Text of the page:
Luckily the Mars GM was a bluff, cheery Australian with a sense of humor, so after ribbing me for a few minutes he forgot about it and we got on with our meeting.

Lesson for me – always wear the belt and shoes you need for meetings on the flight – you generally don’t forget to carry clothes but these items can get left behind in packing.

(By the way, that reminds me of the time a bunch of us had a meeting with some very senior P&G folks in Singapore and my boss showed up in jeans – all the rest of us were in suits – and when we look askance at him he goes “What, I’m wearing pants, aren’t I?”)

Not knowing that ‘automatic’ Swiss watches don’t need batteries

For most of my life I bought watches with an average price of 100$. Then at one stage my agency won the RIchemont-Cartier account and I promptly went out and bought a couple of nice watches from amongst their brands(a Baume & Mercier and a Cartier) that I could wear to client meetings.

We were scheduled to have a big meeting with the entire marketing team to introduce the agency, so I packed my nice watches in my bag and headed off to Hong Kong. The first day we had a dinner and as I dressed I took the watch out of the bag and realized it had stopped. “Darn luxury watch – why didn’t they sell it with a fresh battery?” I thought as I abandoned it and went to the dinner. At dinner I was seated next to the senior-most client, and as I ran out of small talk, I explained ruefully that I’d bought a Cartier watch but the darned battery was dead even before I’d worn it once. He gave me a strange look, but said nothing about it.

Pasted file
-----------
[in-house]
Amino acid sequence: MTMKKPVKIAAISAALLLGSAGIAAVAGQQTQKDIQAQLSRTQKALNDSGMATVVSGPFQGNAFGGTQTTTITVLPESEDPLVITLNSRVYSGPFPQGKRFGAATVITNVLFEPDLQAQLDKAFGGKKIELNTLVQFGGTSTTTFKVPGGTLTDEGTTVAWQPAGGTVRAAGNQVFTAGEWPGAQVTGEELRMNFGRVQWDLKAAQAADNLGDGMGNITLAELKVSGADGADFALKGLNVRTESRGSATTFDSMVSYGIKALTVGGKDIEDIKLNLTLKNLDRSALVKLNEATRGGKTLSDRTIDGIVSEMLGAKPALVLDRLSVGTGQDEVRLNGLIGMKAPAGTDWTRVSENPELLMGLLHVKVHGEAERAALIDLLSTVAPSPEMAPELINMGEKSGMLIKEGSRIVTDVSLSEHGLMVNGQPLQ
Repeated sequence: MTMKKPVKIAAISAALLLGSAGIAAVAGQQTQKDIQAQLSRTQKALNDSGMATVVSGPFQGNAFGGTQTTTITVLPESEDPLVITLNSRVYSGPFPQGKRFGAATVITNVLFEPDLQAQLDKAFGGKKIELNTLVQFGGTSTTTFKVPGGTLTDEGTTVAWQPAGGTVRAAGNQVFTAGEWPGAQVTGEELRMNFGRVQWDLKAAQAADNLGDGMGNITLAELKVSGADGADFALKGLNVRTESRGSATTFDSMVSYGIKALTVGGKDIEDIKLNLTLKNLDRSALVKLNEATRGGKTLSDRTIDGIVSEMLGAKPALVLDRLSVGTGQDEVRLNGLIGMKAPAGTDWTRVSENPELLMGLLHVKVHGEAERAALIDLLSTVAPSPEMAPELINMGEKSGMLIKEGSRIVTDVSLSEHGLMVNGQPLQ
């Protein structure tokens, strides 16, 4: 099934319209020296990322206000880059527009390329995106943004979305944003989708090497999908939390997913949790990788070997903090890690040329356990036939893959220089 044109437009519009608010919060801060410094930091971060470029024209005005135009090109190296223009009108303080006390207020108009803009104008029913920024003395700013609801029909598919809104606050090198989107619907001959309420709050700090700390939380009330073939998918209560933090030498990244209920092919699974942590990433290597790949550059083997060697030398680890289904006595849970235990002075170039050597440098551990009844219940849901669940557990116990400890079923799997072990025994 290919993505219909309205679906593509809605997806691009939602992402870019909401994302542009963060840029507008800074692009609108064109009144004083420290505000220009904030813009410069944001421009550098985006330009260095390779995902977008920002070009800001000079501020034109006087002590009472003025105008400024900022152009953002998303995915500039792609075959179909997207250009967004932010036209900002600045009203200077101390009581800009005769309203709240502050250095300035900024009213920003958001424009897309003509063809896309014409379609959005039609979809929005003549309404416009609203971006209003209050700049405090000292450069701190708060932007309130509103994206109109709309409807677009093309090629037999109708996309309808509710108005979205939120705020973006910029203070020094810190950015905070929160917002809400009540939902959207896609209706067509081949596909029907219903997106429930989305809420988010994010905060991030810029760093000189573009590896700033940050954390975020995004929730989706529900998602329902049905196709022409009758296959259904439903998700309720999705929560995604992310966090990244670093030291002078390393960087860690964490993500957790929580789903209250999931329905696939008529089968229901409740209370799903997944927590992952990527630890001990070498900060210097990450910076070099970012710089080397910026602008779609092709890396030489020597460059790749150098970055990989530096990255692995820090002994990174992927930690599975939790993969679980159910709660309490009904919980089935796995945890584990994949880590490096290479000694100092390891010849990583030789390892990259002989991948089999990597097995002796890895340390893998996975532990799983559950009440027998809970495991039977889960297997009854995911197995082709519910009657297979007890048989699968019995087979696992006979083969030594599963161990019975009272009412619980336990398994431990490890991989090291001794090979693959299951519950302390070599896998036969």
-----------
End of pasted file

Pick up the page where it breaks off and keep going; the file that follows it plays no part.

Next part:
His look prompted me to research automatic watches that night and I then realized you don’t need to put batteries in them – just wind them up, and as long as you’re wearing one on your wrist, they’ll keep going. I did get a lot of wear out of my two nice watches, and I still have one of them – but to this day I’ll regret making my client think I was either an idiot or that I’d bought a fake Cartier that needed a battery.

The lesson there wasn’t so much about watches, but about making sure that if you buy your clients’ brands (which I always believe is good behavior provided your client isn’t Gulfstream or Rolls Royce) you should also make sure you do a little research about them, otherwise the money you spent on making a good impression is a waste.

There are probably more such cringe-worthy moments but first of all, I can’t remember them, and second of all, that’s enough weekend entertainment I’ve provided for now, so I’m going to stop. Please do feel free to share your stories in the comments, though.

D.Sriram is CEO, China for IMD, an advertising delivery company He is formerly the COO of Aegis China and APAC CEO of Starcom MediaVest Group.